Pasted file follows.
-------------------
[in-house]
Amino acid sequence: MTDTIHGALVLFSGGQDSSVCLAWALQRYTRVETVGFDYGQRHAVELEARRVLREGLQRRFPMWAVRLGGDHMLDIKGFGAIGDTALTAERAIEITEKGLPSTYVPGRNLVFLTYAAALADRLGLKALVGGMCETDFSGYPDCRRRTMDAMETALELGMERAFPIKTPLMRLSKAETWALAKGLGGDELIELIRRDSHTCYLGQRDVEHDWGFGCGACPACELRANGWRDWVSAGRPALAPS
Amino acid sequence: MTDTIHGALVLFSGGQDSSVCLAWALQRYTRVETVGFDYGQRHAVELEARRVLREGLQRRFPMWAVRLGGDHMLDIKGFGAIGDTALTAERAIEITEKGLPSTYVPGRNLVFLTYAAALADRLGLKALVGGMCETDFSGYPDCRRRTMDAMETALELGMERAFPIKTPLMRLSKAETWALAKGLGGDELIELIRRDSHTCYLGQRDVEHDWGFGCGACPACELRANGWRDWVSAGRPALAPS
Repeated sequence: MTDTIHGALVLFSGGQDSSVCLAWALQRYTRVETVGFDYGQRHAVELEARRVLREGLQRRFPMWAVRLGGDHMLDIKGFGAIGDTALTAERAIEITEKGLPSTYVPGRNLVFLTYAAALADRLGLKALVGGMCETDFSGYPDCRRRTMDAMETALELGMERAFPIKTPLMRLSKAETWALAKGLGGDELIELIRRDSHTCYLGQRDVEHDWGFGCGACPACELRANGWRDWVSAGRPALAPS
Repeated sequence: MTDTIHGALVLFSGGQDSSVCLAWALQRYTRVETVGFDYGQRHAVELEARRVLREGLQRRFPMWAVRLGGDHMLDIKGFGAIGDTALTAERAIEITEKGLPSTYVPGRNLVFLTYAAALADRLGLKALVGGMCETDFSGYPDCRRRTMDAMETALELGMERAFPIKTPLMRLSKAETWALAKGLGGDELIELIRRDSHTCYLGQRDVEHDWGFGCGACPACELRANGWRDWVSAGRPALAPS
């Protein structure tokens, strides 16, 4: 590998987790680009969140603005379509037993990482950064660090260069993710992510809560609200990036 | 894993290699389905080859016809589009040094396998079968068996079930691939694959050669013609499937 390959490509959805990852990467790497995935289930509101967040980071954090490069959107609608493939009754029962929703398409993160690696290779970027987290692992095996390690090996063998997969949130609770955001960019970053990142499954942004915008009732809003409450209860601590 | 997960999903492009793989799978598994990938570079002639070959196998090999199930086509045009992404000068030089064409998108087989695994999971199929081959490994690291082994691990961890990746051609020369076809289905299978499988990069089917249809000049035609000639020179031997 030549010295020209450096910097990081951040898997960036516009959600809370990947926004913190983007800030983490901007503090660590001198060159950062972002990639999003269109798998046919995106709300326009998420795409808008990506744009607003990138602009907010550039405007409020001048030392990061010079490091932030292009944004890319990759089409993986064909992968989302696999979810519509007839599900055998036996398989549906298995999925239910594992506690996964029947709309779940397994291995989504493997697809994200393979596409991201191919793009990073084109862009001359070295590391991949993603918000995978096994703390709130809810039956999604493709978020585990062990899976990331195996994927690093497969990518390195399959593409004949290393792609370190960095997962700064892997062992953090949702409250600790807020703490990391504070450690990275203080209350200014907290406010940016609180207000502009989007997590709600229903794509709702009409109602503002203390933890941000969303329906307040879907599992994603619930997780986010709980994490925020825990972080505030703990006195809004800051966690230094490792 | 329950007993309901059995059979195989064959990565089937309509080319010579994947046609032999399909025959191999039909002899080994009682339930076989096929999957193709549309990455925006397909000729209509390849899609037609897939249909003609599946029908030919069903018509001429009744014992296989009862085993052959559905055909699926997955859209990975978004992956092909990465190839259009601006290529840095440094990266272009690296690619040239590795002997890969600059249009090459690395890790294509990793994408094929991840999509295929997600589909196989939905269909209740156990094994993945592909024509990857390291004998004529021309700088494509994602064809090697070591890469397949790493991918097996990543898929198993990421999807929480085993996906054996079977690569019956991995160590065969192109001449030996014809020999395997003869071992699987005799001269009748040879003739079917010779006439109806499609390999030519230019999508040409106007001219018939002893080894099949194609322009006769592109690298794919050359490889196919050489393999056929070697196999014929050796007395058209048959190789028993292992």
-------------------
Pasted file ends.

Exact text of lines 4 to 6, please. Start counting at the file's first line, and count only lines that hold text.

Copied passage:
Repeated sequence: MTDTIHGALVLFSGGQDSSVCLAWALQRYTRVETVGFDYGQRHAVELEARRVLREGLQRRFPMWAVRLGGDHMLDIKGFGAIGDTALTAERAIEITEKGLPSTYVPGRNLVFLTYAAALADRLGLKALVGGMCETDFSGYPDCRRRTMDAMETALELGMERAFPIKTPLMRLSKAETWALAKGLGGDELIELIRRDSHTCYLGQRDVEHDWGFGCGACPACELRANGWRDWVSAGRPALAPS
Repeated sequence: MTDTIHGALVLFSGGQDSSVCLAWALQRYTRVETVGFDYGQRHAVELEARRVLREGLQRRFPMWAVRLGGDHMLDIKGFGAIGDTALTAERAIEITEKGLPSTYVPGRNLVFLTYAAALADRLGLKALVGGMCETDFSGYPDCRRRTMDAMETALELGMERAFPIKTPLMRLSKAETWALAKGLGGDELIELIRRDSHTCYLGQRDVEHDWGFGCGACPACELRANGWRDWVSAGRPALAPS
């Protein structure tokens, strides 16, 4: 590998987790680009969140603005379509037993990482950064660090260069993710992510809560609200990036 | 894993290699389905080859016809589009040094396998079968068996079930691939694959050669013609499937 390959490509959805990852990467790497995935289930509101967040980071954090490069959107609608493939009754029962929703398409993160690696290779970027987290692992095996390690090996063998997969949130609770955001960019970053990142499954942004915008009732809003409450209860601590 | 997960999903492009793989799978598994990938570079002639070959196998090999199930086509045009992404000068030089064409998108087989695994999971199929081959490994690291082994691990961890990746051609020369076809289905299978499988990069089917249809000049035609000639020179031997 030549010295020209450096910097990081951040898997960036516009959600809370990947926004913190983007800030983490901007503090660590001198060159950062972002990639999003269109798998046919995106709300326009998420795409808008990506744009607003990138602009907010550039405007409020001048030392990061010079490091932030292009944004890319990759089409993986064909992968989302696999979810519509007839599900055998036996398989549906298995999925239910594992506690996964029947709309779940397994291995989504493997697809994200393979596409991201191919793009990073084109862009001359070295590391991949993603918000995978096994703390709130809810039956999604493709978020585990062990899976990331195996994927690093497969990518390195399959593409004949290393792609370190960095997962700064892997062992953090949702409250600790807020703490990391504070450690990275203080209350200014907290406010940016609180207000502009989007997590709600229903794509709702009409109602503002203390933890941000969303329906307040879907599992994603619930997780986010709980994490925020825990972080505030703990006195809004800051966690230094490792 | 329950007993309901059995059979195989064959990565089937309509080319010579994947046609032999399909025959191999039909002899080994009682339930076989096929999957193709549309990455925006397909000729209509390849899609037609897939249909003609599946029908030919069903018509001429009744014992296989009862085993052959559905055909699926997955859209990975978004992956092909990465190839259009601006290529840095440094990266272009690296690619040239590795002997890969600059249009090459690395890790294509990793994408094929991840999509295929997600589909196989939905269909209740156990094994993945592909024509990857390291004998004529021309700088494509994602064809090697070591890469397949790493991918097996990543898929198993990421999807929480085993996906054996079977690569019956991995160590065969192109001449030996014809020999395997003869071992699987005799001269009748040879003739079917010779006439109806499609390999030519230019999508040409106007001219018939002893080894099949194609322009006769592109690298794919050359490889196919050489393999056929070697196999014929050796007395058209048959190789028993292992």